China’s construction of dams along the upper Mekong River has upended the normal ebb and flow of life in Chiang Rai.

Throughout history, people – and animals – living along the mighty river in northern Thailand have been able to predict when the water will rise and fall. But China’s manipulation of the river has changed all that, with upstream dams opening flood gates during dry season and turning off the spigot during growing season.

The result has inundated animal-breeding areas, submerged crops and left farmers’ crops dying of thirst.

“After China built the dams, water levels started fluctuating,” said Nipon Wuttikorn, a beansprout farmer in Chiang Rai’s Chiang Khong District. “In the past, water flowed seasonally. When it’s wet season, the water rises, but that is no longer the case. For example, today, it’s March and April and the water levels were supposed to drop, but Chinese boats carrying freight are running.

“If the water rises too much, this area will be flooded. We have to move to higher ground.”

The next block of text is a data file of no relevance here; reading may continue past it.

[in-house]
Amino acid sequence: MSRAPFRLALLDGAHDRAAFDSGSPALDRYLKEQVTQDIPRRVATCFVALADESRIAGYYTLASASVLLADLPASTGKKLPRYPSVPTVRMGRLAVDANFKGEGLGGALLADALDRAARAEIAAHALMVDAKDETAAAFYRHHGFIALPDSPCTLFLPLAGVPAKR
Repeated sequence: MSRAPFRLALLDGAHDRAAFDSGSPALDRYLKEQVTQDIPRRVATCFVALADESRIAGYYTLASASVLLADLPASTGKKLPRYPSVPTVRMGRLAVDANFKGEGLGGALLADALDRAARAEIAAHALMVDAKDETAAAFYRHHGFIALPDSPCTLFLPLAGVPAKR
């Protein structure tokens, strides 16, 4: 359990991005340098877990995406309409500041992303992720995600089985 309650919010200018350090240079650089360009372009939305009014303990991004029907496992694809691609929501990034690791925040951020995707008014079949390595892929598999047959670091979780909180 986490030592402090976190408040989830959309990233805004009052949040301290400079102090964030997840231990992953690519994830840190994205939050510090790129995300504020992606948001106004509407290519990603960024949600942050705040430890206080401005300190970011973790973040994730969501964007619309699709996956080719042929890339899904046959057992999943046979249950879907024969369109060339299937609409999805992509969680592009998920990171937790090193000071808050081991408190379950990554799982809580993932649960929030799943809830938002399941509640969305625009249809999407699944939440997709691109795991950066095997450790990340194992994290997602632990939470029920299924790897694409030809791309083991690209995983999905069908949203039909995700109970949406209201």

Nipon said, last year, off-season flooding caused him 10,000 baht in damage.

Villagers and farmers across Chiang Khong have expressed their dismay over the changes to the nature of the river, complaining it has become much more difficult for them to deal with the fluctuating nature of the river.

Moreover, environmentalists said that the dry season is crucial for animals and birds to reproduce as the water would recede under normal circumstances.

The dams, however, interrupt that process by releasing water into the river in the dry season, disrupting the circle of life and affecting wildlife.

“When it’s a dry season, the Mekong, naturally, will be dry as well. But the ecosystem will do its job,” said Niwat Roykaew of the Chiang Khong Conservation Group. “For example, when the water recedes, there will be islands and beaches. Wildlife depends on these islands to breed and grow. Migratory birds will lay their eggs on beaches, but when dams release water (in the dry season), it floods all the birds’ nests.”

Water fluctuation in the Mekong River also causes erosion of riverbanks. In response, the government is spending 117.6 million baht a kilometer to build dikes along the river.

Niwat said riverbanks and houses have been damaged and farming area lost to erosion.